Wednesday, December 31, 2014

Thoughts on the 2014 NFL Season, Few Of Them Good

So what has the 2014 NFL season taught us?

Nothing good, really.


We learned that dysfunctional organizations tend to remain dysfunctional, as evidenced by New York and Chicago and Washington. We learned that a good quarterback isn't enough to win if his offensive line doesn't protect him, notably in places like San Diego, which was bringing in guys from local rec leagues to play center by the end of the season. We learned that there is a reason that most backup quarterbacks are backups, and that's because they're not very good. See also: Sanchez, Mark, along with Drew Stanton and Kyle Orton and Colt McCoy and Michael Vick and so on and so forth. We learned that Tony Romo suddenly looks a lot less chokeriffic if he has an offensive line in front of him and a running back who knows which way the goal line is. We learned that the answer to the "Hoyer versus Manziel" debate was "would you please shut up already", and that RG3's future looks to consist largely of everything except playing football on a consistent basis. We learned the NFC South was terrible, again, and that the NFL's scheduling algorithms can make roughly equivalent teams look a lot better or a lot worse than they are (see also: the AFC North getting to play the NFC South). We learned that the Seahawks are a lot harder to beat when they're healthy, and that the flameout rate for jerkwad head coaches like Harbaugh2 in San Francisco remains roughly a constant.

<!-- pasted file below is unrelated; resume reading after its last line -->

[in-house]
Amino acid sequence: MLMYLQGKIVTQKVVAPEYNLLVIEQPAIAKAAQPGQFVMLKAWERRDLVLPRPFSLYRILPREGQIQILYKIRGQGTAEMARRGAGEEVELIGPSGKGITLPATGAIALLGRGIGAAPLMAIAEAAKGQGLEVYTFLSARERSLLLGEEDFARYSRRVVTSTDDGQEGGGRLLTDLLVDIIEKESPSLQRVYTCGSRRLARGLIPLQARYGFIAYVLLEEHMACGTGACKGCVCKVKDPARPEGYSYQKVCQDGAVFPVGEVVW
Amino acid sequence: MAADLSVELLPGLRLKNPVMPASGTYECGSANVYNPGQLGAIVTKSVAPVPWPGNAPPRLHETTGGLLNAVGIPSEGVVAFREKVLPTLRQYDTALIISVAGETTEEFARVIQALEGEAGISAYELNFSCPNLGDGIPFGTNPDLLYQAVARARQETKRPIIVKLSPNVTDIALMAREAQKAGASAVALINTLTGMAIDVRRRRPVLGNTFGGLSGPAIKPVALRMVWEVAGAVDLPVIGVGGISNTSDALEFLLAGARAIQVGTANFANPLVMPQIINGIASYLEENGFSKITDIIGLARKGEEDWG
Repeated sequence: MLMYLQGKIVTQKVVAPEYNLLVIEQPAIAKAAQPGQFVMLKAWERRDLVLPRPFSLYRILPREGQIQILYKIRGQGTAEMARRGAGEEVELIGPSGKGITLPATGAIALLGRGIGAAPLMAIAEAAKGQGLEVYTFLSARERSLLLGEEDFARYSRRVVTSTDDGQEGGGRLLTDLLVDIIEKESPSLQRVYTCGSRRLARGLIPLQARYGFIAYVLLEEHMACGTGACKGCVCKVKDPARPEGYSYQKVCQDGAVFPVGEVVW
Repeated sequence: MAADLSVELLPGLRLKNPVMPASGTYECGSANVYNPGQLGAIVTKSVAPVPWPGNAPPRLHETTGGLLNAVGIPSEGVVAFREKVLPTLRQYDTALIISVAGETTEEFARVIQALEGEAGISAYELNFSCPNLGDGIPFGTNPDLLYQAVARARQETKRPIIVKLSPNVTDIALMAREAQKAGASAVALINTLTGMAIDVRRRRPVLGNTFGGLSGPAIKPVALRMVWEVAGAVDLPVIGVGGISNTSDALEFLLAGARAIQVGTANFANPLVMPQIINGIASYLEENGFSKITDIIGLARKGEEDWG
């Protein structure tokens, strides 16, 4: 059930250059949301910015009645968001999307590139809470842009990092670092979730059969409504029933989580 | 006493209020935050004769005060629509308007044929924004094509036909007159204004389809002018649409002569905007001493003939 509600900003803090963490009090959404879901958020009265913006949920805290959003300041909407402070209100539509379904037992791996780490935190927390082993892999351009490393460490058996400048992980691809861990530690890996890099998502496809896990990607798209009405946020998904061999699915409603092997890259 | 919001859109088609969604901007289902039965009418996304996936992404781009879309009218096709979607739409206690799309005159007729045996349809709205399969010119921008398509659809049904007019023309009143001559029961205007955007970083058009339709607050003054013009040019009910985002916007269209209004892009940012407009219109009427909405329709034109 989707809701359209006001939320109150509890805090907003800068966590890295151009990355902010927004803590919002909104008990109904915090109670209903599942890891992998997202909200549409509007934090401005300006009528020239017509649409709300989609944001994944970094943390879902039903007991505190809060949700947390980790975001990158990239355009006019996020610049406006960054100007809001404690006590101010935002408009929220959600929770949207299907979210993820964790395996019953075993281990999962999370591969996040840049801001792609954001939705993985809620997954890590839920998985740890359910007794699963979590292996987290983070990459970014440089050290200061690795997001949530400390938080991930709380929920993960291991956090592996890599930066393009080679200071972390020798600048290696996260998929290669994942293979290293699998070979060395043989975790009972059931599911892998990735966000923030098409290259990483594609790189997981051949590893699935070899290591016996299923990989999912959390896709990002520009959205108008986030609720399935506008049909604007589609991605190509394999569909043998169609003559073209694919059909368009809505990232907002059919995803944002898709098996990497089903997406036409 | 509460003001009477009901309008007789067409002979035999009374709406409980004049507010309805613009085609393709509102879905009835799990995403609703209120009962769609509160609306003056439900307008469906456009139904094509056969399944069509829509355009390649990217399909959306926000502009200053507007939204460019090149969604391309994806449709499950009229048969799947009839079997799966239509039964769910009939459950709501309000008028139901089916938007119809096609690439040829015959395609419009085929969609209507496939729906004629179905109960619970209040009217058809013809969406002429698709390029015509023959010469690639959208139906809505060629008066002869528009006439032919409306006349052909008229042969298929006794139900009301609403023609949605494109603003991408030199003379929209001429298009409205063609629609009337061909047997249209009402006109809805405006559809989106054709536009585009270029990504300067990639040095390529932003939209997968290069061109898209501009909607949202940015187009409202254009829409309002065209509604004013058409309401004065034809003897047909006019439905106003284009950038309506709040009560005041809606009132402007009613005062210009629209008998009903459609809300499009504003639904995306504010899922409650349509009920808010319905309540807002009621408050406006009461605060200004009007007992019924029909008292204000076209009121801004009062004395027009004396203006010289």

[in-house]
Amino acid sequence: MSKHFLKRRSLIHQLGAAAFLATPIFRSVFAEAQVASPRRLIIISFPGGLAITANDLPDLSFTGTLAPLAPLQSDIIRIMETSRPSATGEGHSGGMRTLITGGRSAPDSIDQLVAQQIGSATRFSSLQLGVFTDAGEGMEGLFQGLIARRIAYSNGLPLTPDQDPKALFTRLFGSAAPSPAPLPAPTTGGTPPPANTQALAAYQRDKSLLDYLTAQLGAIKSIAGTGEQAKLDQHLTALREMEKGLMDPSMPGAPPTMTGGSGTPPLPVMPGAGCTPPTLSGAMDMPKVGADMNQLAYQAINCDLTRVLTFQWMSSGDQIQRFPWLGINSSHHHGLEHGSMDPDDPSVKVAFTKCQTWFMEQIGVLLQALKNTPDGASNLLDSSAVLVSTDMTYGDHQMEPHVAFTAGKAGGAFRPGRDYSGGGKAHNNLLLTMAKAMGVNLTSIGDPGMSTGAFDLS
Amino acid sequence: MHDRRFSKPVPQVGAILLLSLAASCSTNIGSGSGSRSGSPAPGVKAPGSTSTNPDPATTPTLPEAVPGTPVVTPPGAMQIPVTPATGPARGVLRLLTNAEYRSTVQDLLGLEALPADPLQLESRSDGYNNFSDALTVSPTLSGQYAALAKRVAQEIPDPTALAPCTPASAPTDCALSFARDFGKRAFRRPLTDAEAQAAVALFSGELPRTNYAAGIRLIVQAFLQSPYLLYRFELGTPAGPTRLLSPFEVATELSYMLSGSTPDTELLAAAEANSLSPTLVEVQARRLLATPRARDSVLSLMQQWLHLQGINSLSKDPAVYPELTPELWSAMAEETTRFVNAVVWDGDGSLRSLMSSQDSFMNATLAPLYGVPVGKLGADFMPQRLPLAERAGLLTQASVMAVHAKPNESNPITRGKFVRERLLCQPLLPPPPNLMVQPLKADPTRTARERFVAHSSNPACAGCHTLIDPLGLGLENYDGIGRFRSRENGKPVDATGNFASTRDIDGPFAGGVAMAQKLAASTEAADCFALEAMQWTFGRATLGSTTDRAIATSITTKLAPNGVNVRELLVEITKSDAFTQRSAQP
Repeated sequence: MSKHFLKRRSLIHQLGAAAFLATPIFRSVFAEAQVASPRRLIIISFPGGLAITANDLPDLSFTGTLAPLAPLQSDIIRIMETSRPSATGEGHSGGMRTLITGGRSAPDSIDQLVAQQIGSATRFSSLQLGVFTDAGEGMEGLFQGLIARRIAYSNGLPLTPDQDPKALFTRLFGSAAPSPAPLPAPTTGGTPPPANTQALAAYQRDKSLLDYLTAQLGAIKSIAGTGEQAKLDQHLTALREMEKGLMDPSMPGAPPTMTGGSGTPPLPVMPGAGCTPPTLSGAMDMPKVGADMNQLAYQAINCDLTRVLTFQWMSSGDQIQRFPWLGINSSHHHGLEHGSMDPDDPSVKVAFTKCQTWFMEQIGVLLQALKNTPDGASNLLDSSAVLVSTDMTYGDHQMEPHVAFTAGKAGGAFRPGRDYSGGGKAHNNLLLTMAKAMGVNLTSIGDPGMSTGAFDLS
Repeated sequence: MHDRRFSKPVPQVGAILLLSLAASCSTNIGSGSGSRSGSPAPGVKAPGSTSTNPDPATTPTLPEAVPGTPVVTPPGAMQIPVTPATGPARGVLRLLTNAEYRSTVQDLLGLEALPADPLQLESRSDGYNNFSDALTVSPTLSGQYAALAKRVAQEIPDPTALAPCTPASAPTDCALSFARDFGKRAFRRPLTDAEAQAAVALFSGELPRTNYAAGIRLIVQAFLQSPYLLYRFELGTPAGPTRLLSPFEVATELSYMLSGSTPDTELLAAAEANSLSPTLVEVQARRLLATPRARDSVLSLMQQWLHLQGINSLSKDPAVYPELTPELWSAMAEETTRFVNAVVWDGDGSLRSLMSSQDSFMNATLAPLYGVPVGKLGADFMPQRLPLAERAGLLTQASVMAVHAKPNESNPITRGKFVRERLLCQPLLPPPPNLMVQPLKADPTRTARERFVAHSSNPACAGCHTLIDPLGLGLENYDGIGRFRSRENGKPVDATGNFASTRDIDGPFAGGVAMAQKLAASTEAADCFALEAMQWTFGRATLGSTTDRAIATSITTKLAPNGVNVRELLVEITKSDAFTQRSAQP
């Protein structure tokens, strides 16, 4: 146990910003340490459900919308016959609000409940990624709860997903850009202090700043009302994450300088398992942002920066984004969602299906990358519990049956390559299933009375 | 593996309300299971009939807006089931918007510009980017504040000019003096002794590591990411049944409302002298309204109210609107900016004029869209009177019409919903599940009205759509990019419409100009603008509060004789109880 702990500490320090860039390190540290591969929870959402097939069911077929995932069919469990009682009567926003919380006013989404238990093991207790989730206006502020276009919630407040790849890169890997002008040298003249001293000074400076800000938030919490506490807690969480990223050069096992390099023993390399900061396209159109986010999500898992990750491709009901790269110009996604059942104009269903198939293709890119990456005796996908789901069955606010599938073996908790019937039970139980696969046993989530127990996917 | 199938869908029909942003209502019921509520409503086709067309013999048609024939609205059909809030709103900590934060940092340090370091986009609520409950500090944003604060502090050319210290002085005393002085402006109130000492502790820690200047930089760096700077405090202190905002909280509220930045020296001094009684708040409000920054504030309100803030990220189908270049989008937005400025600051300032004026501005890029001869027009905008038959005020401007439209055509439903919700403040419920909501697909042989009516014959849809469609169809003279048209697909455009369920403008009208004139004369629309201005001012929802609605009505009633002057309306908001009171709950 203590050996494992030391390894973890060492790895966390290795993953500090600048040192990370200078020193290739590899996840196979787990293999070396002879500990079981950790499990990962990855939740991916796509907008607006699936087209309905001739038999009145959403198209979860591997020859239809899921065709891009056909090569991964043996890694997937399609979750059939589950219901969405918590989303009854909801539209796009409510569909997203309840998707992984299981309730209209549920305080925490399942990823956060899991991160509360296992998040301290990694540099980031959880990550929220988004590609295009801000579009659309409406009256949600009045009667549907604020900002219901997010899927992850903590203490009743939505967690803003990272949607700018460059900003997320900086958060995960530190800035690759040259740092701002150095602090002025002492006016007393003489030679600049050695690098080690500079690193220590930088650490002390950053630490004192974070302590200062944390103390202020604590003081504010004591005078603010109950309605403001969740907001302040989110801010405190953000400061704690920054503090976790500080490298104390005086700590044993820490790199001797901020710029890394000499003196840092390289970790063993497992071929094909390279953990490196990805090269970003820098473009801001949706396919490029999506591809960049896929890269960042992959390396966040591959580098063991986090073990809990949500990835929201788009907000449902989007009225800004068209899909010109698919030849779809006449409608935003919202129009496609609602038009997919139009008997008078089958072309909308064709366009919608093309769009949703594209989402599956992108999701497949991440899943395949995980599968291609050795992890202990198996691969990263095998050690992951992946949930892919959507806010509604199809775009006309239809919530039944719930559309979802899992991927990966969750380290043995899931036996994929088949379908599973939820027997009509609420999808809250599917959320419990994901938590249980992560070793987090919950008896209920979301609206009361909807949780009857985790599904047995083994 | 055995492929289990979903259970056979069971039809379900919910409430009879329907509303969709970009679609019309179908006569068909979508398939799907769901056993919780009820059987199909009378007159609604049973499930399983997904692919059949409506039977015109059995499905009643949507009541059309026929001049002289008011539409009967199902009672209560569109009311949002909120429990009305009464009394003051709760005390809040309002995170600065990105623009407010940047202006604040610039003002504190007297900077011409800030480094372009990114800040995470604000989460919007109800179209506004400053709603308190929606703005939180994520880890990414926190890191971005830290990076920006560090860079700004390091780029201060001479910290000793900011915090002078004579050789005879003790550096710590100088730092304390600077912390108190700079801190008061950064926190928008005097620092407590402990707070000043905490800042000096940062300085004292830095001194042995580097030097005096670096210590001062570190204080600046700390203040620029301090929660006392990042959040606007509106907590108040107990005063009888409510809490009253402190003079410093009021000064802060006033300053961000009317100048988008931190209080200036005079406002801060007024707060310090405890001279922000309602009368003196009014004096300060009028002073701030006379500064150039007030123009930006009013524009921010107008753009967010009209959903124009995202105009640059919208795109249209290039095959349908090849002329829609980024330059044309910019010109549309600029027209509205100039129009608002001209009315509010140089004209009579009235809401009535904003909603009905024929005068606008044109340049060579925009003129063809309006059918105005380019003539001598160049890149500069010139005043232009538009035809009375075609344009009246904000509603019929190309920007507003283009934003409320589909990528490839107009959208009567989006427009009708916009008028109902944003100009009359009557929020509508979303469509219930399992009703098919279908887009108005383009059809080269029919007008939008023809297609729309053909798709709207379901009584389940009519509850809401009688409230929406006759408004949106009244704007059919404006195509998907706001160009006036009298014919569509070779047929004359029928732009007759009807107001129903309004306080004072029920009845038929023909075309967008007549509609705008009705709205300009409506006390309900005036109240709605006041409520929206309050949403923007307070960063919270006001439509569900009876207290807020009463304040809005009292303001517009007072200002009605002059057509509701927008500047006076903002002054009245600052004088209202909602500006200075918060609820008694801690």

We also learned that "possible distraction" is code for ostracism and invisible barriers that have yet to fall; it remains hard to believe that teams like Oakland and Atlanta, with 21 total sacks on the year, couldn't find a place for Michael Sam. The reason given, of course, were those potential "distractions", never mind that the media circuses around Manziel and Harbaugh and RG3 and LeGarrette Blount and Jay Cutler and so many others sputtered throughout the season. Funny how all of those guys managed to stick around.

And we learned that outrage has a shelf life. That the shock and horror over how the NFL handled the Ray Rice case and the subsequent revelations of incompetence, willful blindness, and the cynical cash grab that was the NFL's breast cancer "awareness" program, not to mention the rising tsunami of evidence about the horrific brain damage football can inflict and the cover-up of same by the league was pretty much gone by week 3 of the season because, hey, we've got fantasy league championships to win and what the hell is up with Cordarelle Patterson anyway

So really, what has the 2014 season taught us? It looks like not much.
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